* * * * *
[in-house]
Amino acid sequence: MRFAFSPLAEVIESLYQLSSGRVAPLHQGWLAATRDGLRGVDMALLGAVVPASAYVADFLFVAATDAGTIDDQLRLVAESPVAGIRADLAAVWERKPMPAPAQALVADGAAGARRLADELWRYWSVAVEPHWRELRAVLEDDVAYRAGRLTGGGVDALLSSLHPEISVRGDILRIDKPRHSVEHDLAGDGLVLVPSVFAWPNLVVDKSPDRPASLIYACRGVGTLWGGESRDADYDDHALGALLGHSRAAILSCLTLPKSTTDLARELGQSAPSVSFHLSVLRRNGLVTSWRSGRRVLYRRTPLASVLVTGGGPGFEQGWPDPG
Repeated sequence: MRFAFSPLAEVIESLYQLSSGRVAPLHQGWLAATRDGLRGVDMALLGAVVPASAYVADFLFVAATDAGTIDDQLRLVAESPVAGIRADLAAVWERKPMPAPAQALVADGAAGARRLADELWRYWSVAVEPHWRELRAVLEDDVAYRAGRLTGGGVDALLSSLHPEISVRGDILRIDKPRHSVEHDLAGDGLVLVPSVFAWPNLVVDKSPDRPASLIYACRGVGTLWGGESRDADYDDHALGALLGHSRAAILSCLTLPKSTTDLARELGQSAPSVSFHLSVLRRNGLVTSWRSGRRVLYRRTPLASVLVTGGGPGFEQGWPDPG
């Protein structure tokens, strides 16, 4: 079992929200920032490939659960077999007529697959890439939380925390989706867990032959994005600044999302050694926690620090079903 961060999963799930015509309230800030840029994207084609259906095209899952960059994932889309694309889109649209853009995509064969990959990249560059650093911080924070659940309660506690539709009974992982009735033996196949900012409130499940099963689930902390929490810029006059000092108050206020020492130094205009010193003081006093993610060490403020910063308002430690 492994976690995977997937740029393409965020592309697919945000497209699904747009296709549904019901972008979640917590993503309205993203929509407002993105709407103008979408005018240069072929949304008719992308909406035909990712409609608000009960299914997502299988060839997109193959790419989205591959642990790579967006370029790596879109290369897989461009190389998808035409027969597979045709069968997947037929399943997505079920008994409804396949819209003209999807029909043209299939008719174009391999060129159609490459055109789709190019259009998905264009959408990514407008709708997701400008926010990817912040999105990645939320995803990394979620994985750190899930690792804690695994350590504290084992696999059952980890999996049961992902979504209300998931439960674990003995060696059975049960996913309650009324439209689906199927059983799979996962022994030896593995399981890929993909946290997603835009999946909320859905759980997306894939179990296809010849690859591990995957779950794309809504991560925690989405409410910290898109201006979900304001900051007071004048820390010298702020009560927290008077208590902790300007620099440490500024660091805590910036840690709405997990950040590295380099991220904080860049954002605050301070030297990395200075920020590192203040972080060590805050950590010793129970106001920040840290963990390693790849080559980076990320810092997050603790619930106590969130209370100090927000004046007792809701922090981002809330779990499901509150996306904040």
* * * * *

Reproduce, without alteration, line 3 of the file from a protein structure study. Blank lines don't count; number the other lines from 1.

Repeated sequence: MRFAFSPLAEVIESLYQLSSGRVAPLHQGWLAATRDGLRGVDMALLGAVVPASAYVADFLFVAATDAGTIDDQLRLVAESPVAGIRADLAAVWERKPMPAPAQALVADGAAGARRLADELWRYWSVAVEPHWRELRAVLEDDVAYRAGRLTGGGVDALLSSLHPEISVRGDILRIDKPRHSVEHDLAGDGLVLVPSVFAWPNLVVDKSPDRPASLIYACRGVGTLWGGESRDADYDDHALGALLGHSRAAILSCLTLPKSTTDLARELGQSAPSVSFHLSVLRRNGLVTSWRSGRRVLYRRTPLASVLVTGGGPGFEQGWPDPG